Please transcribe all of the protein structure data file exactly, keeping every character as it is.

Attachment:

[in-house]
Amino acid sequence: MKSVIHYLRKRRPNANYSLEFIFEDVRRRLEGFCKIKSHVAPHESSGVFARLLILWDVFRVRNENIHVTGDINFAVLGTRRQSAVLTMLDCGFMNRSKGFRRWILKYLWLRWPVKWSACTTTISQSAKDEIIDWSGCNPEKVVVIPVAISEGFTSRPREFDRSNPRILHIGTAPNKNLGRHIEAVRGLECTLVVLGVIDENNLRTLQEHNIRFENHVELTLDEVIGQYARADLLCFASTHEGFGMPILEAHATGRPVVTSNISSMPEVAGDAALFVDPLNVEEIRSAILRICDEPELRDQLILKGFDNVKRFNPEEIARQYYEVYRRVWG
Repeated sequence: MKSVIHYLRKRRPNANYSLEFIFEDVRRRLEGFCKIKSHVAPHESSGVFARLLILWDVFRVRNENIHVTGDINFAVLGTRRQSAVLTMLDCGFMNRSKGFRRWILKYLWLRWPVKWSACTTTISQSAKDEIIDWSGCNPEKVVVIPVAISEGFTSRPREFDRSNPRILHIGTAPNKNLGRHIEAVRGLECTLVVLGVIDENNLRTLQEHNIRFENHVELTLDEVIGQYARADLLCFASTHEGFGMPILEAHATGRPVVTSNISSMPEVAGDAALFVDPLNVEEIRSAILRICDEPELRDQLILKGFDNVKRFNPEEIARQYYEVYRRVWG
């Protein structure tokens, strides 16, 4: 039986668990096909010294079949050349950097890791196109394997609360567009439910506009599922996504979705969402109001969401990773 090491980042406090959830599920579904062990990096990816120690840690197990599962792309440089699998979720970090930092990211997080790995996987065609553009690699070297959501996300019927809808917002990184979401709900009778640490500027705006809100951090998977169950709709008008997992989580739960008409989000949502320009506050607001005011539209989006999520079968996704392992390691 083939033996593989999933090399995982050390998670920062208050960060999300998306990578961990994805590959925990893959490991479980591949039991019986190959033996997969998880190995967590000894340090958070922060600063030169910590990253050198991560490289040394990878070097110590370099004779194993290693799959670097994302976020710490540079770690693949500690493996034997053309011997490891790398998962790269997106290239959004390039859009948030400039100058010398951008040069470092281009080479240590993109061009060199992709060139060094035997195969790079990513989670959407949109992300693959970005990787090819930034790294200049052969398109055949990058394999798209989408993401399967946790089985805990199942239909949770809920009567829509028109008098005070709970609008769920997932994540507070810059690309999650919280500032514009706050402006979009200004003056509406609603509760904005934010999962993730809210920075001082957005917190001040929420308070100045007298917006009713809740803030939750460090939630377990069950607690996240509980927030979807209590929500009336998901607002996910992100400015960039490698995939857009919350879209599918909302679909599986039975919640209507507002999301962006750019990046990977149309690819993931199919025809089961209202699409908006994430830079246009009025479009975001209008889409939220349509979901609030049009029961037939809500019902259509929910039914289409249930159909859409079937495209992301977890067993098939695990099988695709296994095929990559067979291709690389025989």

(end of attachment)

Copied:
[in-house]
Amino acid sequence: MKSVIHYLRKRRPNANYSLEFIFEDVRRRLEGFCKIKSHVAPHESSGVFARLLILWDVFRVRNENIHVTGDINFAVLGTRRQSAVLTMLDCGFMNRSKGFRRWILKYLWLRWPVKWSACTTTISQSAKDEIIDWSGCNPEKVVVIPVAISEGFTSRPREFDRSNPRILHIGTAPNKNLGRHIEAVRGLECTLVVLGVIDENNLRTLQEHNIRFENHVELTLDEVIGQYARADLLCFASTHEGFGMPILEAHATGRPVVTSNISSMPEVAGDAALFVDPLNVEEIRSAILRICDEPELRDQLILKGFDNVKRFNPEEIARQYYEVYRRVWG
Repeated sequence: MKSVIHYLRKRRPNANYSLEFIFEDVRRRLEGFCKIKSHVAPHESSGVFARLLILWDVFRVRNENIHVTGDINFAVLGTRRQSAVLTMLDCGFMNRSKGFRRWILKYLWLRWPVKWSACTTTISQSAKDEIIDWSGCNPEKVVVIPVAISEGFTSRPREFDRSNPRILHIGTAPNKNLGRHIEAVRGLECTLVVLGVIDENNLRTLQEHNIRFENHVELTLDEVIGQYARADLLCFASTHEGFGMPILEAHATGRPVVTSNISSMPEVAGDAALFVDPLNVEEIRSAILRICDEPELRDQLILKGFDNVKRFNPEEIARQYYEVYRRVWG
């Protein structure tokens, strides 16, 4: 039986668990096909010294079949050349950097890791196109394997609360567009439910506009599922996504979705969402109001969401990773 090491980042406090959830599920579904062990990096990816120690840690197990599962792309440089699998979720970090930092990211997080790995996987065609553009690699070297959501996300019927809808917002990184979401709900009778640490500027705006809100951090998977169950709709008008997992989580739960008409989000949502320009506050607001005011539209989006999520079968996704392992390691 083939033996593989999933090399995982050390998670920062208050960060999300998306990578961990994805590959925990893959490991479980591949039991019986190959033996997969998880190995967590000894340090958070922060600063030169910590990253050198991560490289040394990878070097110590370099004779194993290693799959670097994302976020710490540079770690693949500690493996034997053309011997490891790398998962790269997106290239959004390039859009948030400039100058010398951008040069470092281009080479240590993109061009060199992709060139060094035997195969790079990513989670959407949109992300693959970005990787090819930034790294200049052969398109055949990058394999798209989408993401399967946790089985805990199942239909949770809920009567829509028109008098005070709970609008769920997932994540507070810059690309999650919280500032514009706050402006979009200004003056509406609603509760904005934010999962993730809210920075001082957005917190001040929420308070100045007298917006009713809740803030939750460090939630377990069950607690996240509980927030979807209590929500009336998901607002996910992100400015960039490698995939857009919350879209599918909302679909599986039975919640209507507002999301962006750019990046990977149309690819993931199919025809089961209202699409908006994430830079246009009025479009975001209008889409939220349509979901609030049009029961037939809500019902259509929910039914289409249930159909859409079937495209992301977890067993098939695990099988695709296994095929990559067979291709690389025989």